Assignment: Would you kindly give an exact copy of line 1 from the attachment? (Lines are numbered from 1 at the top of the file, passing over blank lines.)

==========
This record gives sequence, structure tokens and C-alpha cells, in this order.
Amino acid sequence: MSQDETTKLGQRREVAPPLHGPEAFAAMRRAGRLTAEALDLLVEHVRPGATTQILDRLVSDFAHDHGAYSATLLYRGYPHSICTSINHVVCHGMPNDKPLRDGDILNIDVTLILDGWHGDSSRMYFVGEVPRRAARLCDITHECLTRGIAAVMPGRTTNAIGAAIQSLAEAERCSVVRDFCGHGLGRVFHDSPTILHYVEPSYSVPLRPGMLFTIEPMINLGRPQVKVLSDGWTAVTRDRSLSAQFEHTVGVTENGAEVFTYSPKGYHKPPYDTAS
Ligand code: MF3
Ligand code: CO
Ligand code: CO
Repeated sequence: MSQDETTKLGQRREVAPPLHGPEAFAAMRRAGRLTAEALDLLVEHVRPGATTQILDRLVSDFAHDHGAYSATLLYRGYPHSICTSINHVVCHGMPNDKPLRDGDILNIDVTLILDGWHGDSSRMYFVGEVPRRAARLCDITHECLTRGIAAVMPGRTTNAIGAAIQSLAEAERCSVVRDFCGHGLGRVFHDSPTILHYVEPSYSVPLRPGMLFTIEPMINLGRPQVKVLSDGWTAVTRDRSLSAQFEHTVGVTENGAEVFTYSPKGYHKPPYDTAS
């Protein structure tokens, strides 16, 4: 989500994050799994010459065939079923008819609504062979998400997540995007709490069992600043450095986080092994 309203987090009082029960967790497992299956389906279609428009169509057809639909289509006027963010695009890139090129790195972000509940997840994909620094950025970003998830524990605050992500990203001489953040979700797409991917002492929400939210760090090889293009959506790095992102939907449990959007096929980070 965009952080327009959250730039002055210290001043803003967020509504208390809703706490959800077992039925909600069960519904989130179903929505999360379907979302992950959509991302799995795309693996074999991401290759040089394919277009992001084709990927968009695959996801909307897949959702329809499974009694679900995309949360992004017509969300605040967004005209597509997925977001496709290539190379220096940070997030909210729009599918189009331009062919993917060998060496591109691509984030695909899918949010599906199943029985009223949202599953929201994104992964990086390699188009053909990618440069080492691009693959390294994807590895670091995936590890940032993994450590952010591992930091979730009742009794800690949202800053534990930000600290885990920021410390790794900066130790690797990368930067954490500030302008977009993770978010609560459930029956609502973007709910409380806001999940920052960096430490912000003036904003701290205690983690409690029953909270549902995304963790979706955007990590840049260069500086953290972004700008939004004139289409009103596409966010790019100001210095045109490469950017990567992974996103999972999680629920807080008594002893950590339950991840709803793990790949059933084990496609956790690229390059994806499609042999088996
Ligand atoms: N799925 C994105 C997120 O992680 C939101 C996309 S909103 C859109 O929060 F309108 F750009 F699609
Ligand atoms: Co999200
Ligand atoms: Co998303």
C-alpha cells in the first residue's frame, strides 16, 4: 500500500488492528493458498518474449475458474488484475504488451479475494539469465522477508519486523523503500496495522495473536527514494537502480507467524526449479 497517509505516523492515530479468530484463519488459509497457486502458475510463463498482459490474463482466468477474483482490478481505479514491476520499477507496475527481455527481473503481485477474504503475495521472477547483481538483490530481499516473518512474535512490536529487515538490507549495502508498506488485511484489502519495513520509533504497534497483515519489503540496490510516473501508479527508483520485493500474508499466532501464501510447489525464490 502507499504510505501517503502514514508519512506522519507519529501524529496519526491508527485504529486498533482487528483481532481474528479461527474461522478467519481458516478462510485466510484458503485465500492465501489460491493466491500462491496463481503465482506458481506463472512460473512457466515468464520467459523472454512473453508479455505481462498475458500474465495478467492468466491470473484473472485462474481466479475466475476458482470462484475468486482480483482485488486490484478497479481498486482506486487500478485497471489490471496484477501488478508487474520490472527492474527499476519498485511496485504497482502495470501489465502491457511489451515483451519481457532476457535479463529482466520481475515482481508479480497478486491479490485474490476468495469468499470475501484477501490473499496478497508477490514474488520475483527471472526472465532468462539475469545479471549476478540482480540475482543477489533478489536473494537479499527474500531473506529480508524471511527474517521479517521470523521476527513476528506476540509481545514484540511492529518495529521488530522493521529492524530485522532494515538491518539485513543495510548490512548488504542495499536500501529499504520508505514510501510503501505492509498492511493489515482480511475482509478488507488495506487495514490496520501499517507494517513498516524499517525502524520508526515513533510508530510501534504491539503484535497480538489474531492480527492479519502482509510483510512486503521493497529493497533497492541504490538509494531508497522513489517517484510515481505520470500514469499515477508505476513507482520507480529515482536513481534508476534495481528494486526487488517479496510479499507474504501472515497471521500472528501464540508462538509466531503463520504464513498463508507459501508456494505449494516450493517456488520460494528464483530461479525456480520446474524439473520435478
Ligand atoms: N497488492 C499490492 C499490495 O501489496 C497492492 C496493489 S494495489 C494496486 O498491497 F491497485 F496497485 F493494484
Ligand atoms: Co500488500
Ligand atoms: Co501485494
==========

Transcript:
This record gives sequence, structure tokens and C-alpha cells, in this order.